Tag Archives: Mexico City

Ecatepec as Mexico City’s Peripheral Edge

CLACS Blog 1

Hank Gonzles neighborhood in Ecatepec, Mexico State (Nidia Bautista)

Posted by Nidia Bautista – MA Candidate in Global Journalism and CLACS at NYU

Sitting in a cafe in the heart of Mexico City, my source, a high school teacher and organizer working in Ecatepec, Mexico State (Edomex), describes the most populous municipality in the country as a perfect example of the peripheral edge. Ecatepec is the periphery, he says, abundant in neoliberalism’s human waste and a place especially dangerous for women.

He has been organizing youth in Ecatepec to denounce feminicide through performance and protest for years and after initially talking via telephone we agree to meet in Mexico City’s Centro Histórico. As one of my first interviews upon starting my reporting, I felt safe conducting the interview in a neighborhood I’m very familiar with. I’ve spent over three years studying, working and reporting in Mexico City. Navigating the city comes easy for me and despite reports that the violence that’s plagued the rest of the country for years is now more visible in the capital, I have always felt comfortable traveling the city by myself. I have learned to be a fearless, confident, and street-savvy denizen in Mexico City.

This familiarity however was confined to the borders of the city and before this research trip I had traveled to Mexico State only a handful of times. Among other challenges, I have confronted the fear and uncertainty that comes with learning to navigate an unfamiliar and difficult transit system and asserting myself as a woman journalist in one of the most dangerous places for women in the country.

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Confidences in La Lagunilla Market: Tracing the Untold Story of Female Magazines in Mid-Century Mexico

Posted by Alejandra Vela- PhD Student at Spanish and Portuguese Languages and Literatures, NYU

Mexican Miracle was the name given to the years that extend from 1940 to 1970 in Mexican recent history. Years of development, industry and a strong economy, Mexico was in a moment of unprecedented growth. Within this growth and restructuring of the country, the role of women was gradually modified: she went from being the selfless mother, housewife, concentrated in domestic work, to, as early as the early seventies, the working woman, the informed student, reader of feminist texts that came from France, the United States, or Spain. In the middle of this story there are many key moments. In the late forties the University City was inaugurated, which would allow a greater number of students (among them many women) to get in the country’s “máxima casa de estudios”; in 1955, Mexican women exercised the right to vote for the first time, and in the 1960s the contraceptive pill began to be commercialized. The journals, specifically addressed to women, published throughout these decades constitute a great barometer for measuring these changes.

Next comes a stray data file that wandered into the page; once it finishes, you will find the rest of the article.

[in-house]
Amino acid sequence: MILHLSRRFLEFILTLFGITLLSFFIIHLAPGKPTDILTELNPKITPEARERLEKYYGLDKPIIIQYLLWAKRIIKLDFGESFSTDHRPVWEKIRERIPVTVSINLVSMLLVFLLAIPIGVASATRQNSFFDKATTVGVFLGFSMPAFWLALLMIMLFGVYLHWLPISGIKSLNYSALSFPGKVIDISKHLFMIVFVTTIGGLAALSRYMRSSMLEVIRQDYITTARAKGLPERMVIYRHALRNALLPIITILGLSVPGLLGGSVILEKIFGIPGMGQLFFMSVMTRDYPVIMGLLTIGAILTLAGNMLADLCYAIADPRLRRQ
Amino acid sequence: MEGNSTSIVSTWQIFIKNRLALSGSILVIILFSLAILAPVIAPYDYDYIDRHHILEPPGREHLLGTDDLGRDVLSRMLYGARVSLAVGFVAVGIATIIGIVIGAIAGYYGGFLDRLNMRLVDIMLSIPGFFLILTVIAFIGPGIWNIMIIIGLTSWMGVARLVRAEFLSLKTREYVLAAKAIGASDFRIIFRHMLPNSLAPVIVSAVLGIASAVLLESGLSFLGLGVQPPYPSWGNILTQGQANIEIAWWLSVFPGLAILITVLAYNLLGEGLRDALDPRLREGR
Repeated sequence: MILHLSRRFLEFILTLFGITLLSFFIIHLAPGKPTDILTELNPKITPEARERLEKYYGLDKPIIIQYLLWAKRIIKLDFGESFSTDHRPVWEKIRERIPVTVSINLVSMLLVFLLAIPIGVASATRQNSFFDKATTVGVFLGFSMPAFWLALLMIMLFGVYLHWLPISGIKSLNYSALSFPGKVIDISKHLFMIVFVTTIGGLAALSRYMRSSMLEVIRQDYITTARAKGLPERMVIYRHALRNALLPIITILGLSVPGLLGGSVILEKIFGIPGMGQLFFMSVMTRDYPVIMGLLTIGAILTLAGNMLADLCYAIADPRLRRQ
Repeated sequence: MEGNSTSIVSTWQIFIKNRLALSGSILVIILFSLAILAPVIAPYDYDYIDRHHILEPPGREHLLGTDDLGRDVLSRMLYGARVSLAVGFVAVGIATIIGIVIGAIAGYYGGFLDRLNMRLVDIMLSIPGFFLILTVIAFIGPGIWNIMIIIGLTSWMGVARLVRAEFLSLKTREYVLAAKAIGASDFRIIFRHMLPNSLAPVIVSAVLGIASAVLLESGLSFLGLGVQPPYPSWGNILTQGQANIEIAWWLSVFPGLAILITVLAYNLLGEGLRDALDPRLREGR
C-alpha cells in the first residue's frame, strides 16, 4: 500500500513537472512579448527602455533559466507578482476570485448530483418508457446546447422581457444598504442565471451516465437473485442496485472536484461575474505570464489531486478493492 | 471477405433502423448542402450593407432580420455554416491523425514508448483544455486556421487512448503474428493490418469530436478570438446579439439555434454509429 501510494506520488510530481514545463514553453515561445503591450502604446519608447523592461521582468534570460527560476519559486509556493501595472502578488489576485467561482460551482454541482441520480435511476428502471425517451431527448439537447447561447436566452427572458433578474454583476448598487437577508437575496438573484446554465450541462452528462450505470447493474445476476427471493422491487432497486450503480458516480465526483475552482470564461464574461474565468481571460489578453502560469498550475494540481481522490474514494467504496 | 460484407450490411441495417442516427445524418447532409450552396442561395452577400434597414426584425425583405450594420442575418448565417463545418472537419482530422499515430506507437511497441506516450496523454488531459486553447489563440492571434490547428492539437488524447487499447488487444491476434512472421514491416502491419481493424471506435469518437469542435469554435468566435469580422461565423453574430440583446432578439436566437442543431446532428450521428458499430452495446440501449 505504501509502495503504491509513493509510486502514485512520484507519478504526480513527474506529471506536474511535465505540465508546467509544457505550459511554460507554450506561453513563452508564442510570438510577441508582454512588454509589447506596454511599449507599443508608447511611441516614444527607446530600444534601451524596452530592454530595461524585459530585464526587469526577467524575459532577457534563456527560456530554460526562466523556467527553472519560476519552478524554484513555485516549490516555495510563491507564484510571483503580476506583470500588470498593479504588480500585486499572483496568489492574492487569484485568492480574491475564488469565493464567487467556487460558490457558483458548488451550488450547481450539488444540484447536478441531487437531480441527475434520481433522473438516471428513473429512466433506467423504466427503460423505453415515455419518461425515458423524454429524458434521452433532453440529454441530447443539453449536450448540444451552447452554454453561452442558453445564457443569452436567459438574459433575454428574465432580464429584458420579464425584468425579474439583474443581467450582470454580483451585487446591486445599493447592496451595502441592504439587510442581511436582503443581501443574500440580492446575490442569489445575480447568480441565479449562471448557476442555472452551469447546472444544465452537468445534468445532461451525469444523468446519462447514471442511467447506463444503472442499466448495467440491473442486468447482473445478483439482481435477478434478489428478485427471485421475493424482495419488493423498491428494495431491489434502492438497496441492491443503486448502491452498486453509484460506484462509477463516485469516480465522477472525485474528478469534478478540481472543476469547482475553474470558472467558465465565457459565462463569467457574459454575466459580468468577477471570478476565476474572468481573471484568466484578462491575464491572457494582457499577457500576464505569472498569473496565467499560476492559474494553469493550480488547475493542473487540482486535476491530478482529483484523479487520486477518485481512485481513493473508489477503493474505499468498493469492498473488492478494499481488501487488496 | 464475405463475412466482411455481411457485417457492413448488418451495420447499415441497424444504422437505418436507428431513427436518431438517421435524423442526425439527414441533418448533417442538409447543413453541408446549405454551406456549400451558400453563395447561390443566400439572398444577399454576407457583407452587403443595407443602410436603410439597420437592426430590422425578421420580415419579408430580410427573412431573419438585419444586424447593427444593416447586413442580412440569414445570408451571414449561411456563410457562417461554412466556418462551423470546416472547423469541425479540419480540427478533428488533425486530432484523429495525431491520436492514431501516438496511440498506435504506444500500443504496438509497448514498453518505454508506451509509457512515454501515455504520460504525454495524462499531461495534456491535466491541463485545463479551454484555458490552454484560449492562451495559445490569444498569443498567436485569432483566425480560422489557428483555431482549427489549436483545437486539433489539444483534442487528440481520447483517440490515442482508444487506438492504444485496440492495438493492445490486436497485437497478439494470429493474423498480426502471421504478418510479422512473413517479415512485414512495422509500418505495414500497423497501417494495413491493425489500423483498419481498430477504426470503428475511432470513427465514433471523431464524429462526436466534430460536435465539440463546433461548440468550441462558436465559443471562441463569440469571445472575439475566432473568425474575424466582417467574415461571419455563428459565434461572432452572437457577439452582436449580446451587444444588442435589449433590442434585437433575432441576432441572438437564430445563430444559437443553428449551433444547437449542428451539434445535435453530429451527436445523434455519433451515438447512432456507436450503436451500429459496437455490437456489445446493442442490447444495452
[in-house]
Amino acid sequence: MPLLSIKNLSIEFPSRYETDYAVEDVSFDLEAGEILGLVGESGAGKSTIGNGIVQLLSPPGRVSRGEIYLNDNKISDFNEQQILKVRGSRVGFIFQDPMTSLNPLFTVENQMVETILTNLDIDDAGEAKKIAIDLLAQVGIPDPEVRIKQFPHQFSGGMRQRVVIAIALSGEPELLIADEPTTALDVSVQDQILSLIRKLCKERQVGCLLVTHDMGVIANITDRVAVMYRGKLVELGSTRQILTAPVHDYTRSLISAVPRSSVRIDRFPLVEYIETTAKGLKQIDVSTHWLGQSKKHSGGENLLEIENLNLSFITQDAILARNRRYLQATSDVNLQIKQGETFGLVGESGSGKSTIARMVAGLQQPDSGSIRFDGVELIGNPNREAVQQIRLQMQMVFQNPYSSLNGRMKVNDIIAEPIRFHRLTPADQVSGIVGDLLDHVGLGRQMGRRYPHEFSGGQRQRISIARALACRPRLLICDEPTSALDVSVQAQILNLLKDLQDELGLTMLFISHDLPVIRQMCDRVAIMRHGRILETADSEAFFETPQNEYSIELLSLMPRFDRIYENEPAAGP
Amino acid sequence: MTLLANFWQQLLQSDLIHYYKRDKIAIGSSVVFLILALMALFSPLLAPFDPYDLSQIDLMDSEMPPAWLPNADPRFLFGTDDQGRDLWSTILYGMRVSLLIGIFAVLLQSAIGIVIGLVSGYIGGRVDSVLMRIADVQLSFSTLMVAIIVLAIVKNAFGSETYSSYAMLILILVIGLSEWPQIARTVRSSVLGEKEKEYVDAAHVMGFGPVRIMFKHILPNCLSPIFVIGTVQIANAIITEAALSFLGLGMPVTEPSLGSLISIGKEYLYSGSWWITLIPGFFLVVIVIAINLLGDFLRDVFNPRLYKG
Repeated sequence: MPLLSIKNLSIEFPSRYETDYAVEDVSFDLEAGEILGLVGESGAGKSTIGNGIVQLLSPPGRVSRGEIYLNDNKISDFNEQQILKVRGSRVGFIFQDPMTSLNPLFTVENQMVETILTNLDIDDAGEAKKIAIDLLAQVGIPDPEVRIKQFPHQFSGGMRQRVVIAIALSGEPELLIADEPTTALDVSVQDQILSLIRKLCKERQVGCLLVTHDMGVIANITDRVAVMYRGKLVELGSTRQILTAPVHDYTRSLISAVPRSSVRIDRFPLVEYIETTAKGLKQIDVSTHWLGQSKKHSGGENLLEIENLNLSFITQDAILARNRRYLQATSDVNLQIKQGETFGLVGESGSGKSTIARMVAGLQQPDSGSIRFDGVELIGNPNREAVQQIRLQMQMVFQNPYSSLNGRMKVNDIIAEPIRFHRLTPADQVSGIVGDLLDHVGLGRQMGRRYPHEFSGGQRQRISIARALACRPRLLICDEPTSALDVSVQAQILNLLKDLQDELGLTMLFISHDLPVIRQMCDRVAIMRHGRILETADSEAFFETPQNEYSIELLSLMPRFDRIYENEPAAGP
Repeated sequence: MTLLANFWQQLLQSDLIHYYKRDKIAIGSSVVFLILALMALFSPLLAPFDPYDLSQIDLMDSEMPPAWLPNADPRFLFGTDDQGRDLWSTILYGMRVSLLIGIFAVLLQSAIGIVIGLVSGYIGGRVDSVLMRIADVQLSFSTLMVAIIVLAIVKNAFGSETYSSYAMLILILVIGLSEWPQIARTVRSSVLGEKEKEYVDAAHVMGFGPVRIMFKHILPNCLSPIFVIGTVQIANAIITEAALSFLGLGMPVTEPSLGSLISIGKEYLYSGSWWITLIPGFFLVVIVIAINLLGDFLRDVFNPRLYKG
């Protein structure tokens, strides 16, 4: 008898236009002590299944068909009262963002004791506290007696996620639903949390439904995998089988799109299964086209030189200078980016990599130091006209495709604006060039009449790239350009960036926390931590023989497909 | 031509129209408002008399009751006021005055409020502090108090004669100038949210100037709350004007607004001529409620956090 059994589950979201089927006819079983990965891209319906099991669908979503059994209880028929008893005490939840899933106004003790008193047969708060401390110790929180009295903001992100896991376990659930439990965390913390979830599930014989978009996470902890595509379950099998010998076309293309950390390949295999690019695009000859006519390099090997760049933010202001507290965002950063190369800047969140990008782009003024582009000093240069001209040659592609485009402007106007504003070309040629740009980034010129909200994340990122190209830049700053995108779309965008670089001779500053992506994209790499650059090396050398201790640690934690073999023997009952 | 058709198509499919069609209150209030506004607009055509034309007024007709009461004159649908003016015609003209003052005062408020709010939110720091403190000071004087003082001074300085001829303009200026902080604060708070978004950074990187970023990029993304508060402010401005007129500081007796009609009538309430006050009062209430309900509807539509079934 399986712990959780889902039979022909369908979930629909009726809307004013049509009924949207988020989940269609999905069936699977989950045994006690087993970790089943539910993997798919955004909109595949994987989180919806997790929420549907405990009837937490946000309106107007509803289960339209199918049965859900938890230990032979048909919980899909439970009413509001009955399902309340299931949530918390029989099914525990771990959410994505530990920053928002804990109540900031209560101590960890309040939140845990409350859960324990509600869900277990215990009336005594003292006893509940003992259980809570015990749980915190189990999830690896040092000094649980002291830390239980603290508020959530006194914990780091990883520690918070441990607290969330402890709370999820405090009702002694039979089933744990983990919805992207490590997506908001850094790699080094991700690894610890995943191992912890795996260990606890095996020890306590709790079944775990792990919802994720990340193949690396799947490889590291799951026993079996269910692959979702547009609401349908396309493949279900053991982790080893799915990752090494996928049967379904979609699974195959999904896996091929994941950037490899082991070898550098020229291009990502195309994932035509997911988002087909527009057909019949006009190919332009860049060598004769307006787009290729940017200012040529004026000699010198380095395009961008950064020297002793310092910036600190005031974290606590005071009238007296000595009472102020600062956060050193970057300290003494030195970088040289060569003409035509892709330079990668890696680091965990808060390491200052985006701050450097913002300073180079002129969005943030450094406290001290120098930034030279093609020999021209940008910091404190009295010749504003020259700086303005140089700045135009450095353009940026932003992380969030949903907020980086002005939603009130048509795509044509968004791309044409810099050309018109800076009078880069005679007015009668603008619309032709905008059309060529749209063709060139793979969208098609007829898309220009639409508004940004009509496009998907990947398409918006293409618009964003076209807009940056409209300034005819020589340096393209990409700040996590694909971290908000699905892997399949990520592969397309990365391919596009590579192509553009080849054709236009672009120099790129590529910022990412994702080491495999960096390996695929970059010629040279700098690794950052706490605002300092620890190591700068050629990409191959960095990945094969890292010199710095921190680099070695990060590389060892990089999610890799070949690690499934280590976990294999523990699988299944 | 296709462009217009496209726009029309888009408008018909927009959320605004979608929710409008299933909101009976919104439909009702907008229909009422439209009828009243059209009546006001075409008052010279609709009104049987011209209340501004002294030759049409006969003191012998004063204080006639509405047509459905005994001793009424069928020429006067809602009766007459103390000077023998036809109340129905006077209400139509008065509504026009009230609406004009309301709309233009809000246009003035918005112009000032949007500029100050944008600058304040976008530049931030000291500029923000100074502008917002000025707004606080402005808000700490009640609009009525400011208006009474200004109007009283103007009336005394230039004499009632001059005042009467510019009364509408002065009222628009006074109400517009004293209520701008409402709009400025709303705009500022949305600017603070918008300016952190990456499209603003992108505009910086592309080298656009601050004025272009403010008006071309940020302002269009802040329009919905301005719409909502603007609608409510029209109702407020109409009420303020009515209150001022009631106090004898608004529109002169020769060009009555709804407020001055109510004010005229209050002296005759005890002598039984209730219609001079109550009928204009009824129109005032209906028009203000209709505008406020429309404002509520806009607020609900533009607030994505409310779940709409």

Precisely because these are limited editorial and textual spaces (a literary genre dedicated to a specific gender), they allow us to delve into the ways in which not only the publishers, but also the subjects who consumed these cultural products were negotiating their presence and permanence in the public domain. This was the scenario before which I decided to embark on the search for these magazines, rarely preserved by their fragility and tendency to disappear, but also largely ignored for being considered frivolous, banal, “cursis”, women’s things that have no literary or academic value.

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Street Food in Mexico City: The Dirty, The Clean, The Tasty

Hayden - Mexico - Fruit juice stand in Mexico City

Fruit Juice Stand in Mexico City

One of the first impressions that I had of Mexico City upon coming here for the first time, seven years ago was that the metropolis was saturated with food.  In addition to grocery stores, restaurants, and cafes of all types, the streets themselves teem with places to eat. White metal stands line the sidewalks near major and minor thoroughfares, selling sandwiches, fresh fruits and juices, tacos, and antojitos (corn-based snacks such as quesadillas and tostadas).  Other vendors come early in the morning and set up tarps, coal-fired griddles, and a few plastic stools on street corners in residential and commercial areas, where they sell tacos, antojitos, and tamales.  Still other vendors are fully mobile, pushing carts, riding bicycles, or carrying baskets to ply their wares, often yelling out the types of products they have on offer (churros, roasted sweet potatoes, sandwiches, tamales, corn on the cob, sweet breads, tacos de canasta) as they weave their way through the city.  Street food, or comida callejera, certainly exists in other countries, but in Mexico it is particularly vibrant, omnipresent, and embraced as a part of the national identity.  People from most walks of life frequent street food stands, at least periodically, and many people depend on their products for affordable, nutritious daily meals.  Yet the majority of street food vendors, despite their iconic status and importance in the urban food landscape, exist precariously in the informal sector, where they are regularly declared to be problems by politicians and city residents alike.  Vendedores ambulantes (or mobile vendors) are commonly criticized in terms of public health, waste disposal, tax evasion, corruption, use of public space, or quality of life.  As an anthropologist, I am interested in the implications of these contradictory rhetorics and practices around street food for Mexicans, as consumers, vendors, and political actors. Continue reading